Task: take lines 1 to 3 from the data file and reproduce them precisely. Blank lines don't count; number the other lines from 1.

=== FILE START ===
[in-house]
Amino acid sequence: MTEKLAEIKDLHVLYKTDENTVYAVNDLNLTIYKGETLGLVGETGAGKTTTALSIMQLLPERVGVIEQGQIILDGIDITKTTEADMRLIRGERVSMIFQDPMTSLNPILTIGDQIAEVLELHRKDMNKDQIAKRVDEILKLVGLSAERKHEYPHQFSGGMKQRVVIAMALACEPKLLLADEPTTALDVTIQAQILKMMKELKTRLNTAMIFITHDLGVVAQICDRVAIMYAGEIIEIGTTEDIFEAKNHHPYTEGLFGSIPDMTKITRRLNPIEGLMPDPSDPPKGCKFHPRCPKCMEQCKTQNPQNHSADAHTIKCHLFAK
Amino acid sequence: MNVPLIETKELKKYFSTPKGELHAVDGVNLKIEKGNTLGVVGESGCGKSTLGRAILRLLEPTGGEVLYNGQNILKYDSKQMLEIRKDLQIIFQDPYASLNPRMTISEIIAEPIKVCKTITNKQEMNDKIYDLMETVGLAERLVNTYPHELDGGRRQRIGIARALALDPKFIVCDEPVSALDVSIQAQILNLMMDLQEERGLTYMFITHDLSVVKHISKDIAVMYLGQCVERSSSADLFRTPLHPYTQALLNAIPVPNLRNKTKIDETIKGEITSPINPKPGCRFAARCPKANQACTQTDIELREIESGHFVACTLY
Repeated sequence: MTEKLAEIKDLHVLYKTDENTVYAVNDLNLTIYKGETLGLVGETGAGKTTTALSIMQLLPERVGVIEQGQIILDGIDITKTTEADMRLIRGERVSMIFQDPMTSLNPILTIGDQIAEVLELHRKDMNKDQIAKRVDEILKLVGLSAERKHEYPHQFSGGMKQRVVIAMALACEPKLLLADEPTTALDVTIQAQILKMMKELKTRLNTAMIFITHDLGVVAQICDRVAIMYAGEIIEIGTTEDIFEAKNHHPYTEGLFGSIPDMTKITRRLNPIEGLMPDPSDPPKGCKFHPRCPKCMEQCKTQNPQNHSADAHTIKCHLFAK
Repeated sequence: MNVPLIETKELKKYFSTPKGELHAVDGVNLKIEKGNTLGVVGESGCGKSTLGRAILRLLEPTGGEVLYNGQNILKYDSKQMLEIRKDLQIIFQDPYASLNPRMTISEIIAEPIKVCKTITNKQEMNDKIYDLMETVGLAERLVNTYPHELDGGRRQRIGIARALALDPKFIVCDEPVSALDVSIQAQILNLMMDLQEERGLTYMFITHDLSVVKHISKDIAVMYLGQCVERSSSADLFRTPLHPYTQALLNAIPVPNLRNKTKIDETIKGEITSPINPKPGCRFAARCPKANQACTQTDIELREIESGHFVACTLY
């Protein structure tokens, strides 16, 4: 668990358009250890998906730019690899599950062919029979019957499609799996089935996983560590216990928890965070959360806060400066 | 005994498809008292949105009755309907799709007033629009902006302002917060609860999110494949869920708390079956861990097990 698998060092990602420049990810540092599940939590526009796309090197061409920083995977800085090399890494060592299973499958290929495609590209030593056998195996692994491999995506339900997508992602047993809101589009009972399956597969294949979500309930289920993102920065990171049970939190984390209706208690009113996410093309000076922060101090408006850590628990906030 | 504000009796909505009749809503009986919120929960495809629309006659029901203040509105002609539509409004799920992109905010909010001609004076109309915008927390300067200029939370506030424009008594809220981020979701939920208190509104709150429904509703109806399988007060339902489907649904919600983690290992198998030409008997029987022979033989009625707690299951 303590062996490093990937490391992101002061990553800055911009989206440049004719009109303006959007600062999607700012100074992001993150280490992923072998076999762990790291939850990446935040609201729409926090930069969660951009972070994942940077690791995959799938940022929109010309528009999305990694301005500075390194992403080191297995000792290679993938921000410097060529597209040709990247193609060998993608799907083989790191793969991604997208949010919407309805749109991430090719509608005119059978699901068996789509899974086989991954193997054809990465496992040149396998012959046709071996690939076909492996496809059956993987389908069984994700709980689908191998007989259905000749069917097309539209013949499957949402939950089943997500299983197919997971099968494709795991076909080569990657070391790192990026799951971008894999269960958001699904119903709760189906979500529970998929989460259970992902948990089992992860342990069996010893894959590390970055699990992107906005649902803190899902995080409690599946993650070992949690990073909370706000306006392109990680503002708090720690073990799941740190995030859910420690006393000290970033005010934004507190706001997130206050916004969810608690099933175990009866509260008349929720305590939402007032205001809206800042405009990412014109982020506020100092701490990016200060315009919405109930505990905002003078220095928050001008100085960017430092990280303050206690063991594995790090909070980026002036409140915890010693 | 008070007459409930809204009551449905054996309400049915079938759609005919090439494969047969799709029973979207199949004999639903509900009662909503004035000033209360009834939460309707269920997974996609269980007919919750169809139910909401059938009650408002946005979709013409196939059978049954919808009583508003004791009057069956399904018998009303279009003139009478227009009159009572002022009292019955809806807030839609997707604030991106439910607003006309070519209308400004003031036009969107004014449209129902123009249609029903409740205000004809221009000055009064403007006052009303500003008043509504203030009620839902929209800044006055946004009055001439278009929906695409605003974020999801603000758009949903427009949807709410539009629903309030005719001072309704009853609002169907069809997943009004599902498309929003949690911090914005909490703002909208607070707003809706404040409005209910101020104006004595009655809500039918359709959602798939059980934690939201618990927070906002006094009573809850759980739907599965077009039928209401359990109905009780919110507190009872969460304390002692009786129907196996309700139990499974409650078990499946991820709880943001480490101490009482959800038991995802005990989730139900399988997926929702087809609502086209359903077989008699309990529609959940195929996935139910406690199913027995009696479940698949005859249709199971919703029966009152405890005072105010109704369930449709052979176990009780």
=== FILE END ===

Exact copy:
[in-house]
Amino acid sequence: MTEKLAEIKDLHVLYKTDENTVYAVNDLNLTIYKGETLGLVGETGAGKTTTALSIMQLLPERVGVIEQGQIILDGIDITKTTEADMRLIRGERVSMIFQDPMTSLNPILTIGDQIAEVLELHRKDMNKDQIAKRVDEILKLVGLSAERKHEYPHQFSGGMKQRVVIAMALACEPKLLLADEPTTALDVTIQAQILKMMKELKTRLNTAMIFITHDLGVVAQICDRVAIMYAGEIIEIGTTEDIFEAKNHHPYTEGLFGSIPDMTKITRRLNPIEGLMPDPSDPPKGCKFHPRCPKCMEQCKTQNPQNHSADAHTIKCHLFAK
Amino acid sequence: MNVPLIETKELKKYFSTPKGELHAVDGVNLKIEKGNTLGVVGESGCGKSTLGRAILRLLEPTGGEVLYNGQNILKYDSKQMLEIRKDLQIIFQDPYASLNPRMTISEIIAEPIKVCKTITNKQEMNDKIYDLMETVGLAERLVNTYPHELDGGRRQRIGIARALALDPKFIVCDEPVSALDVSIQAQILNLMMDLQEERGLTYMFITHDLSVVKHISKDIAVMYLGQCVERSSSADLFRTPLHPYTQALLNAIPVPNLRNKTKIDETIKGEITSPINPKPGCRFAARCPKANQACTQTDIELREIESGHFVACTLY